Interview with Author, James Campion



AMAZON.COM TALKS TO JAMES CAMPION Where are you from? How–if at all–has your sense of place colored your writing?

J.C.: I have moved so many times that my best description of where I’m from is earth. Although I often delve into subjects alien to this planet I think my overall outlook and literary voice stems from being bound to earth.

JC & EM When and why did you begin writing? When did you first consider yourself a writer?

J.C.: When I was a child I was forced to invent stories to avoid severe punishment and ridicule. Later in life these stories became classics, which not only brought me notoriety, but the impetus to create new and exciting tales to escape retribution. If you think about it, most writers start out chronic liars. I feel it is an asset to the competitive realm of journalism. Those who perfect the art often move onto successful careers in politics or advertising.


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Also available at Amazon
Also available at Amazon
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Also available at Amazon
Also available at Amazon Who or what has influenced your writing, and in what way? What books have most influenced your life?

J.C.: The biggest influence on my writing is starvation. If all you can do is throw words together in a world where either skill, labor, or a complete disregard for ethics earns you a decent buck you had better hustle. I gave up praying or clinging to the idea of marrying money back in the 80s’, so writing it is. What is the most romantic book you’ve ever read? The scariest? The funniest?

J.C.: Jack Kerouac’s “On the Road” changed my life, but I don’t recall that having anything to do with writing. I remember Hunter Thompson having a great influence on my ability to run while being shot at from fifty paces. The most romantic book ever written is “Last Temptation of Christ” by Nikos Kazantzakis. If there is a more frightening book than Vincent Bugliosi’s “Helter Skelter” keep it to yourself. What music, if any, most inspires you to write? What do you like to listen to while writing?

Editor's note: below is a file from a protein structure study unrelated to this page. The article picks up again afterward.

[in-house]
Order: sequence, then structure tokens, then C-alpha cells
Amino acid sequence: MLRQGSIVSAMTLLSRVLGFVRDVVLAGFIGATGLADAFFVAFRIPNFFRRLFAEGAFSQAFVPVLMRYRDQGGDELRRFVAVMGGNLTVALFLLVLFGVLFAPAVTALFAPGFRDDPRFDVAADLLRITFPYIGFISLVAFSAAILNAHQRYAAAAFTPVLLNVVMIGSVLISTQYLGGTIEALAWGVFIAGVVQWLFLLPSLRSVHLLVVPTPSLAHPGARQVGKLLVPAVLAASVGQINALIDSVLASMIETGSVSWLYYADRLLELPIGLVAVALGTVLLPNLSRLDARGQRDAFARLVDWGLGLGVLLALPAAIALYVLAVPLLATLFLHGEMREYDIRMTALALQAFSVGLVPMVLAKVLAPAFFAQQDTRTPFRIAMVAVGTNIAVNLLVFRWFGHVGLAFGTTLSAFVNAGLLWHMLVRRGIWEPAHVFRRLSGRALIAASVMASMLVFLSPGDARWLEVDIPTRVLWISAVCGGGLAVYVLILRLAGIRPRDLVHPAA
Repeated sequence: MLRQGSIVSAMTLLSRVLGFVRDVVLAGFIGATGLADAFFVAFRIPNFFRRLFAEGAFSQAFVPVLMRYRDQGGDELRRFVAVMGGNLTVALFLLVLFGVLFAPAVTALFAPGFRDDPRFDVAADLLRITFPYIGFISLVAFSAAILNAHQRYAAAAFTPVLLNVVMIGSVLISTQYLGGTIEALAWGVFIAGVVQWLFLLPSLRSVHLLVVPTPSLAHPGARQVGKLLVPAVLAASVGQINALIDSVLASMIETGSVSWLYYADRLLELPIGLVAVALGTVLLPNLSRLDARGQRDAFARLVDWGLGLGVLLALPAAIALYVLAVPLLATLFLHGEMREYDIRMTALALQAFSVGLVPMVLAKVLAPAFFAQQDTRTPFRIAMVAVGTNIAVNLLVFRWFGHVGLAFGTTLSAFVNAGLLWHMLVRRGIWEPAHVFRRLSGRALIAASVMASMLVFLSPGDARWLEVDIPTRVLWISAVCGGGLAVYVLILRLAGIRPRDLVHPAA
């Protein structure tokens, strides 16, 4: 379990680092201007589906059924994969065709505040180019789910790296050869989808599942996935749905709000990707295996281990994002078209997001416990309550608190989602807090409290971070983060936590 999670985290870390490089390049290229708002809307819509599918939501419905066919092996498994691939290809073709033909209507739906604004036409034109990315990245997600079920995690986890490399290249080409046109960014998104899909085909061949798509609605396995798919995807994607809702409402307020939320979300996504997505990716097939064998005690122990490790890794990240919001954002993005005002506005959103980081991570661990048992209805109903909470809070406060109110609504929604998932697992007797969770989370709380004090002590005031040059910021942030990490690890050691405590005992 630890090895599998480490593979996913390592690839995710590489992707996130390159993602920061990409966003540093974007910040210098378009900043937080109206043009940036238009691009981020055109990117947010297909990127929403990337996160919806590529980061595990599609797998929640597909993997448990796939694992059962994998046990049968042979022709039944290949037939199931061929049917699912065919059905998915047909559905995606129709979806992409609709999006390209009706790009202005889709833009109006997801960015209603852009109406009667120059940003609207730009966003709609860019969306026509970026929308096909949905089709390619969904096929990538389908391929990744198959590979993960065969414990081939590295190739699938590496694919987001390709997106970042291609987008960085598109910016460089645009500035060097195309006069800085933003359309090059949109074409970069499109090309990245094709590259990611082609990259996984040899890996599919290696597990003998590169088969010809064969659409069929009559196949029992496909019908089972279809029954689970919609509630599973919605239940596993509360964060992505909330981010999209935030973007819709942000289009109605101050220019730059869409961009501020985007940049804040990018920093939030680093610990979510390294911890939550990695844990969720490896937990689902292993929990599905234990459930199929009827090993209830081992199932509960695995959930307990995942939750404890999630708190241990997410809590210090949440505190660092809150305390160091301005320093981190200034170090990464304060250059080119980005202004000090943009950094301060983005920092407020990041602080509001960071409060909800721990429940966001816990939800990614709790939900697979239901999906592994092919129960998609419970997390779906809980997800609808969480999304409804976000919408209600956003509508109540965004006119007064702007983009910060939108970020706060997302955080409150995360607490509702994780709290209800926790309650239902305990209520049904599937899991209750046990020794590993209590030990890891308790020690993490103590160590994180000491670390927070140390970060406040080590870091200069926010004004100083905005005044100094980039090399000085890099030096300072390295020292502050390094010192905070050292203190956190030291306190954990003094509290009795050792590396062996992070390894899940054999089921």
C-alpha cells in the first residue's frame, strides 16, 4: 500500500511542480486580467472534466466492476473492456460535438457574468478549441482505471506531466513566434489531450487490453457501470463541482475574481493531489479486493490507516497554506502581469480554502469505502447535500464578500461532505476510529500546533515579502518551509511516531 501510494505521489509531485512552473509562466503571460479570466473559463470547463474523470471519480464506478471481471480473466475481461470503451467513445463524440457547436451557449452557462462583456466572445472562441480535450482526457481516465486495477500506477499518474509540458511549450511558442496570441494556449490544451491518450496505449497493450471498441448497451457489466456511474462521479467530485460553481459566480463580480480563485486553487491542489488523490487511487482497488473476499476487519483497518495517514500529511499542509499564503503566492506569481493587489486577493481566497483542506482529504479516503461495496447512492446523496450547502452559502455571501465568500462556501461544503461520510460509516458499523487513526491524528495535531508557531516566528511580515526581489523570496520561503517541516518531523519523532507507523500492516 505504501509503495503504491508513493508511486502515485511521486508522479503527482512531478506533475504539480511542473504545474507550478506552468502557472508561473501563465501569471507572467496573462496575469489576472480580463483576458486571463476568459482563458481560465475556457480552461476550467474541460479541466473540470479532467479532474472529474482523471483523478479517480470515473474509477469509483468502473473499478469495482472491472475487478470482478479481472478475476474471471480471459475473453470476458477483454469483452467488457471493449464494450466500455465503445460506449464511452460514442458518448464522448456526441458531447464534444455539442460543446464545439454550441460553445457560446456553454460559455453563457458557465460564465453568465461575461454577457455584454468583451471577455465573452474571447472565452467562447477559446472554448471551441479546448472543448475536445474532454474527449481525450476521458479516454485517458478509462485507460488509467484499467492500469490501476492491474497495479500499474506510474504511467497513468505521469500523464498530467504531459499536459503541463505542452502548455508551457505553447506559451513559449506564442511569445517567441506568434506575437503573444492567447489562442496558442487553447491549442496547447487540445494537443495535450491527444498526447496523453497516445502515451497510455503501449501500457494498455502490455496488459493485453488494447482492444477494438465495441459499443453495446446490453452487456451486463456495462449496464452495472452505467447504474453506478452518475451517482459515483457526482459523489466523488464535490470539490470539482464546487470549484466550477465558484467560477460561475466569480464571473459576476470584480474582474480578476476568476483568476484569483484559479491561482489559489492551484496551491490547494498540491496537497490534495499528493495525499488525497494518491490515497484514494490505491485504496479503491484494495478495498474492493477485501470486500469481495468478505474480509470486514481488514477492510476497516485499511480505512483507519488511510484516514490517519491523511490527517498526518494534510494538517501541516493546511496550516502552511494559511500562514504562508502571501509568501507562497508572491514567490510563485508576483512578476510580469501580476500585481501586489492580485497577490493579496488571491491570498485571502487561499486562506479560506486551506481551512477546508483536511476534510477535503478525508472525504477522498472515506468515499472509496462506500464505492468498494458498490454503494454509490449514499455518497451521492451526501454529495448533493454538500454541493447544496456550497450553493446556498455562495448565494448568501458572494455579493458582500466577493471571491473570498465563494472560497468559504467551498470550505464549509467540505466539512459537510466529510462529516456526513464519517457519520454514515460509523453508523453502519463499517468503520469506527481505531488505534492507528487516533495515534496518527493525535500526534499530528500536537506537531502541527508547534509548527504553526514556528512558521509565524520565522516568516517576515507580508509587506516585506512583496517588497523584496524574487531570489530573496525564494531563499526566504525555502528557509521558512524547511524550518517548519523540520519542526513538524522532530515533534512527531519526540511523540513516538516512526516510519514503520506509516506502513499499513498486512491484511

J.C.: While writing my first book, “Deep Tank Jersey” a constant flow of Tori Amos was a plus. What are you reading now? What CD is currently in your stereo?

J.C.: Whatever crap the Daily News passes for news these days. As far as books, I am currently reading “Notes From Underground” by Fyodor Dostoevsky, which I do not suggest digesting without complete quiet or five belts of strong whiskey. And a brilliantly pieced together biography called, “Lincoln” by David Herbert Donald. He was president, you know? Not Donald, Lincoln. Honestly, I’m sure something by Ani DiFranco is in my CD player. She is quite twisted, and I love hearing someone other than me complain around here. What are you working on?

J.C.: I presently labor over two manuscripts. One is on my recent trip to Jerusalem and the next one due out is something I call “Fear No Art”. A cheap and effective way to pump out a second book, it is a collection of my columns, essays, magazine pieces, and demented correspondence. If you enjoyed “Deep Tank Jersey” you will love “Fear No Art”. And I will love you for purchasing it. Use this space to write about whatever you wish.

J.C.: I hope to one day pen the Great American Novelette, movie adaption, or sell-out to the highest bidder.

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